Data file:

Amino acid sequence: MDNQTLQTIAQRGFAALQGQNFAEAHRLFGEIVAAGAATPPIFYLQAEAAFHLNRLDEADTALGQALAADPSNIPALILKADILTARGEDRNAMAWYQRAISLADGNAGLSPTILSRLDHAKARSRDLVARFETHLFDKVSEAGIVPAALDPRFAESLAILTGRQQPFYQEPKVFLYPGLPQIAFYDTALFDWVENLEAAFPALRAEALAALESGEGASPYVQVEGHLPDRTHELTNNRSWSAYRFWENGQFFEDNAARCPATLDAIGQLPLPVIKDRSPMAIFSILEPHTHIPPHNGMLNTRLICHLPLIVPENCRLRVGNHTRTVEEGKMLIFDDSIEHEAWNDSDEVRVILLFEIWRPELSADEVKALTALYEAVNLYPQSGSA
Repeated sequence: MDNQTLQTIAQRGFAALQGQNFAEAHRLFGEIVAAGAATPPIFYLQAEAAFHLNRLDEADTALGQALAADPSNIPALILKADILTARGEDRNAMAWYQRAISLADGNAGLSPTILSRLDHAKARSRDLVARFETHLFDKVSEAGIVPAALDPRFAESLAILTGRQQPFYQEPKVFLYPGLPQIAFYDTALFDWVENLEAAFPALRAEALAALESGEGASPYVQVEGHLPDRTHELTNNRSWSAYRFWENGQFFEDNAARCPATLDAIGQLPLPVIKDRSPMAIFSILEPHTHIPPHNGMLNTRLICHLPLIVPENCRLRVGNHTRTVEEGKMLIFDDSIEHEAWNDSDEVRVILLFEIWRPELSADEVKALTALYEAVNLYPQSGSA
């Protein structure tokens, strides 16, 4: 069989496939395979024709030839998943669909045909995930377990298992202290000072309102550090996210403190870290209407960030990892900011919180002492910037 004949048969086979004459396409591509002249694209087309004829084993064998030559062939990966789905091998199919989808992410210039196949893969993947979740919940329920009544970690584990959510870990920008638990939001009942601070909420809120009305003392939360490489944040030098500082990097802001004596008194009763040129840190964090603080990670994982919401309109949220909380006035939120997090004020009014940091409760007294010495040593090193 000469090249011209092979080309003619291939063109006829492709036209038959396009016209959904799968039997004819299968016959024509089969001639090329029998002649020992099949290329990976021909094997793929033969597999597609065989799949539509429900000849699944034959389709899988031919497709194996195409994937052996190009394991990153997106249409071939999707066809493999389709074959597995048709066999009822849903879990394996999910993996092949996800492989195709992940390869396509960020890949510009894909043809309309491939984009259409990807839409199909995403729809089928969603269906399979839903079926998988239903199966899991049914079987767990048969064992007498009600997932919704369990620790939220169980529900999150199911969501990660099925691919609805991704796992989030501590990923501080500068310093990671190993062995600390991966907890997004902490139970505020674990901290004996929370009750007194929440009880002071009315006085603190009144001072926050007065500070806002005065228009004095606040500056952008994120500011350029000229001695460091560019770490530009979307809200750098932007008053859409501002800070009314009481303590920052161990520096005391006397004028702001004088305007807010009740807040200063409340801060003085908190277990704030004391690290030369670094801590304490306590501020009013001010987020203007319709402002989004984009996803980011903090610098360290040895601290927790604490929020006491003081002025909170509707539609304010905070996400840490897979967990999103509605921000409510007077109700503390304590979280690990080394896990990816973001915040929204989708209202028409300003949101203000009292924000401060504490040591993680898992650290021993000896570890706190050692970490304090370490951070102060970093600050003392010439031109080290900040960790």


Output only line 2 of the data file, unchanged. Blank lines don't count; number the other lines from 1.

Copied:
Repeated sequence: MDNQTLQTIAQRGFAALQGQNFAEAHRLFGEIVAAGAATPPIFYLQAEAAFHLNRLDEADTALGQALAADPSNIPALILKADILTARGEDRNAMAWYQRAISLADGNAGLSPTILSRLDHAKARSRDLVARFETHLFDKVSEAGIVPAALDPRFAESLAILTGRQQPFYQEPKVFLYPGLPQIAFYDTALFDWVENLEAAFPALRAEALAALESGEGASPYVQVEGHLPDRTHELTNNRSWSAYRFWENGQFFEDNAARCPATLDAIGQLPLPVIKDRSPMAIFSILEPHTHIPPHNGMLNTRLICHLPLIVPENCRLRVGNHTRTVEEGKMLIFDDSIEHEAWNDSDEVRVILLFEIWRPELSADEVKALTALYEAVNLYPQSGSA